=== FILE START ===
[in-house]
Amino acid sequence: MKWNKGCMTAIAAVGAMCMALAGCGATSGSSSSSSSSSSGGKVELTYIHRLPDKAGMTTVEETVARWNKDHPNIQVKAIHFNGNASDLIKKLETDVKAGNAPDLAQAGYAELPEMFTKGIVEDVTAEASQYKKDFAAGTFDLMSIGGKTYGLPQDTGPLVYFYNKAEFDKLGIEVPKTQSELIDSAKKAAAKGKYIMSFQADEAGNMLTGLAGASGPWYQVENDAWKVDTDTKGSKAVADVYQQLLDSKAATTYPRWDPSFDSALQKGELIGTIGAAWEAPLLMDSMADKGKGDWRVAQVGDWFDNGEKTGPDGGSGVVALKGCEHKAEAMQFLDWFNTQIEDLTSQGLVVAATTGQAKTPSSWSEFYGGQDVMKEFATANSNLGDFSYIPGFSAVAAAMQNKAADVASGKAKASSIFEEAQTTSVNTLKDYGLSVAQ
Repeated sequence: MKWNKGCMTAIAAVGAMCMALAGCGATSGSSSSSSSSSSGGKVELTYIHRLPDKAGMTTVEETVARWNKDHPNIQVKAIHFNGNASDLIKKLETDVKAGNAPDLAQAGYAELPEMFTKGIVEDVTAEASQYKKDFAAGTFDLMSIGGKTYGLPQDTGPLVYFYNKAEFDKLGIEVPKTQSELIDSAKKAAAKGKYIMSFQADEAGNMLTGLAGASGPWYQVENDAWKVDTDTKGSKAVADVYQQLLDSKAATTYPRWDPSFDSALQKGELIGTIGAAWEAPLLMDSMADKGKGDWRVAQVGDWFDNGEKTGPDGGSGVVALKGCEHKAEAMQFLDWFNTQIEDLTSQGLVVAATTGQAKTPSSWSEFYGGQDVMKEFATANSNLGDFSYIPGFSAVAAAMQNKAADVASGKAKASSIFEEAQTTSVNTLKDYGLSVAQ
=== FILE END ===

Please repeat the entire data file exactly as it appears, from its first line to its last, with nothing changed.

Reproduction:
[in-house]
Amino acid sequence: MKWNKGCMTAIAAVGAMCMALAGCGATSGSSSSSSSSSSGGKVELTYIHRLPDKAGMTTVEETVARWNKDHPNIQVKAIHFNGNASDLIKKLETDVKAGNAPDLAQAGYAELPEMFTKGIVEDVTAEASQYKKDFAAGTFDLMSIGGKTYGLPQDTGPLVYFYNKAEFDKLGIEVPKTQSELIDSAKKAAAKGKYIMSFQADEAGNMLTGLAGASGPWYQVENDAWKVDTDTKGSKAVADVYQQLLDSKAATTYPRWDPSFDSALQKGELIGTIGAAWEAPLLMDSMADKGKGDWRVAQVGDWFDNGEKTGPDGGSGVVALKGCEHKAEAMQFLDWFNTQIEDLTSQGLVVAATTGQAKTPSSWSEFYGGQDVMKEFATANSNLGDFSYIPGFSAVAAAMQNKAADVASGKAKASSIFEEAQTTSVNTLKDYGLSVAQ
Repeated sequence: MKWNKGCMTAIAAVGAMCMALAGCGATSGSSSSSSSSSSGGKVELTYIHRLPDKAGMTTVEETVARWNKDHPNIQVKAIHFNGNASDLIKKLETDVKAGNAPDLAQAGYAELPEMFTKGIVEDVTAEASQYKKDFAAGTFDLMSIGGKTYGLPQDTGPLVYFYNKAEFDKLGIEVPKTQSELIDSAKKAAAKGKYIMSFQADEAGNMLTGLAGASGPWYQVENDAWKVDTDTKGSKAVADVYQQLLDSKAATTYPRWDPSFDSALQKGELIGTIGAAWEAPLLMDSMADKGKGDWRVAQVGDWFDNGEKTGPDGGSGVVALKGCEHKAEAMQFLDWFNTQIEDLTSQGLVVAATTGQAKTPSSWSEFYGGQDVMKEFATANSNLGDFSYIPGFSAVAAAMQNKAADVASGKAKASSIFEEAQTTSVNTLKDYGLSVAQ